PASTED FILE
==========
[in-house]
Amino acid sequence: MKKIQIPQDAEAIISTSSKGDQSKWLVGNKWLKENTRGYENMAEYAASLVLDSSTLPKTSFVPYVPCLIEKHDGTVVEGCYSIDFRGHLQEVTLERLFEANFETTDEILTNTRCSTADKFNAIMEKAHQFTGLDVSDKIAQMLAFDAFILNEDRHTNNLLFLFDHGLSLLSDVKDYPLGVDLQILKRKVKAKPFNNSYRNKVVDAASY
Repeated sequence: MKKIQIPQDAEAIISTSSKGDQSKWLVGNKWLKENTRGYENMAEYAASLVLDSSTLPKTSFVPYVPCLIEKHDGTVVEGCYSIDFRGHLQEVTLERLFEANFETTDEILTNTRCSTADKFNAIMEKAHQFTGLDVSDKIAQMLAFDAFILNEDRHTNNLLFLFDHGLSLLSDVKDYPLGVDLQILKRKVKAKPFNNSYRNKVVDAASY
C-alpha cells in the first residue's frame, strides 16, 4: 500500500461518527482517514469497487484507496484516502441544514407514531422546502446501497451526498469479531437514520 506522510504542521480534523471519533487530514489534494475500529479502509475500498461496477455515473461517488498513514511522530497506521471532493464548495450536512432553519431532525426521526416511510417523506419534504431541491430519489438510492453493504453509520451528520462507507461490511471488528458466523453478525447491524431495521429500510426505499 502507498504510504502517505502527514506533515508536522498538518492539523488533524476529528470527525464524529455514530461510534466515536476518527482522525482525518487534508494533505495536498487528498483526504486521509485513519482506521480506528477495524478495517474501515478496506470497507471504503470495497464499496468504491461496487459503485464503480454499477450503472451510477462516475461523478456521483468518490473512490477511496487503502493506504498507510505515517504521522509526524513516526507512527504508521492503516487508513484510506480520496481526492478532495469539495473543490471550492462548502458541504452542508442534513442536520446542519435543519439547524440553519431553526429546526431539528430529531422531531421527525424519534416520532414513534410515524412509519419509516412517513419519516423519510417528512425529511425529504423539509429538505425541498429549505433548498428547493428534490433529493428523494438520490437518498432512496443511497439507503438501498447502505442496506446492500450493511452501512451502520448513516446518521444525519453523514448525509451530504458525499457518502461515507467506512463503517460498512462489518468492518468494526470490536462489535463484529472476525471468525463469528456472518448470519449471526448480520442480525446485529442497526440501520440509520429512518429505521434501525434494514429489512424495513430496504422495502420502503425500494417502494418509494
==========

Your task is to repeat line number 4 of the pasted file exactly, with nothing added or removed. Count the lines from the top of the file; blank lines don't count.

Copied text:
C-alpha cells in the first residue's frame, strides 16, 4: 500500500461518527482517514469497487484507496484516502441544514407514531422546502446501497451526498469479531437514520 506522510504542521480534523471519533487530514489534494475500529479502509475500498461496477455515473461517488498513514511522530497506521471532493464548495450536512432553519431532525426521526416511510417523506419534504431541491430519489438510492453493504453509520451528520462507507461490511471488528458466523453478525447491524431495521429500510426505499 502507498504510504502517505502527514506533515508536522498538518492539523488533524476529528470527525464524529455514530461510534466515536476518527482522525482525518487534508494533505495536498487528498483526504486521509485513519482506521480506528477495524478495517474501515478496506470497507471504503470495497464499496468504491461496487459503485464503480454499477450503472451510477462516475461523478456521483468518490473512490477511496487503502493506504498507510505515517504521522509526524513516526507512527504508521492503516487508513484510506480520496481526492478532495469539495473543490471550492462548502458541504452542508442534513442536520446542519435543519439547524440553519431553526429546526431539528430529531422531531421527525424519534416520532414513534410515524412509519419509516412517513419519516423519510417528512425529511425529504423539509429538505425541498429549505433548498428547493428534490433529493428523494438520490437518498432512496443511497439507503438501498447502505442496506446492500450493511452501512451502520448513516446518521444525519453523514448525509451530504458525499457518502461515507467506512463503517460498512462489518468492518468494526470490536462489535463484529472476525471468525463469528456472518448470519449471526448480520442480525446485529442497526440501520440509520429512518429505521434501525434494514429489512424495513430496504422495502420502503425500494417502494418509494